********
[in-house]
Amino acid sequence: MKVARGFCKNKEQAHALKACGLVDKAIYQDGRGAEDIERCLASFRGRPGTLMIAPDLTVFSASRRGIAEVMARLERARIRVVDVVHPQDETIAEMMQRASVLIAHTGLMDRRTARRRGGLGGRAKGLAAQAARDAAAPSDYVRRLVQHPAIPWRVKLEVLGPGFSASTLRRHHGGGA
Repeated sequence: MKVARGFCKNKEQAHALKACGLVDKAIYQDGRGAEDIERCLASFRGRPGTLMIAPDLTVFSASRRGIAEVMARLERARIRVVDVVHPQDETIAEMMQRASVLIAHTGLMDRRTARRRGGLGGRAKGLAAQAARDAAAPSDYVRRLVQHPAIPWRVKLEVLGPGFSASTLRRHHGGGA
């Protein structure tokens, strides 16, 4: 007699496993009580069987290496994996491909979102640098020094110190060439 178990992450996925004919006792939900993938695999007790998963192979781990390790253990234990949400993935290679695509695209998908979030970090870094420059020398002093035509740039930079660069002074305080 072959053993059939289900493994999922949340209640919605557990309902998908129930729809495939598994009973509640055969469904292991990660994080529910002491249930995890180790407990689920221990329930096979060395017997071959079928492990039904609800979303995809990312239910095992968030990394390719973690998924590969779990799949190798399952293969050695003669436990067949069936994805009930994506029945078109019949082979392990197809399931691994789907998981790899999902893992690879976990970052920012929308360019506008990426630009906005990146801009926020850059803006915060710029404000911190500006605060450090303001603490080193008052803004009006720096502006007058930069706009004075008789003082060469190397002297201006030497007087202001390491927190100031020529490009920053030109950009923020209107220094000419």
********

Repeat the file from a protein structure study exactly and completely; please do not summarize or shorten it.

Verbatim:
[in-house]
Amino acid sequence: MKVARGFCKNKEQAHALKACGLVDKAIYQDGRGAEDIERCLASFRGRPGTLMIAPDLTVFSASRRGIAEVMARLERARIRVVDVVHPQDETIAEMMQRASVLIAHTGLMDRRTARRRGGLGGRAKGLAAQAARDAAAPSDYVRRLVQHPAIPWRVKLEVLGPGFSASTLRRHHGGGA
Repeated sequence: MKVARGFCKNKEQAHALKACGLVDKAIYQDGRGAEDIERCLASFRGRPGTLMIAPDLTVFSASRRGIAEVMARLERARIRVVDVVHPQDETIAEMMQRASVLIAHTGLMDRRTARRRGGLGGRAKGLAAQAARDAAAPSDYVRRLVQHPAIPWRVKLEVLGPGFSASTLRRHHGGGA
């Protein structure tokens, strides 16, 4: 007699496993009580069987290496994996491909979102640098020094110190060439 178990992450996925004919006792939900993938695999007790998963192979781990390790253990234990949400993935290679695509695209998908979030970090870094420059020398002093035509740039930079660069002074305080 072959053993059939289900493994999922949340209640919605557990309902998908129930729809495939598994009973509640055969469904292991990660994080529910002491249930995890180790407990689920221990329930096979060395017997071959079928492990039904609800979303995809990312239910095992968030990394390719973690998924590969779990799949190798399952293969050695003669436990067949069936994805009930994506029945078109019949082979392990197809399931691994789907998981790899999902893992690879976990970052920012929308360019506008990426630009906005990146801009926020850059803006915060710029404000911190500006605060450090303001603490080193008052803004009006720096502006007058930069706009004075008789003082060469190397002297201006030497007087202001390491927190100031020529490009920053030109950009923020209107220094000419």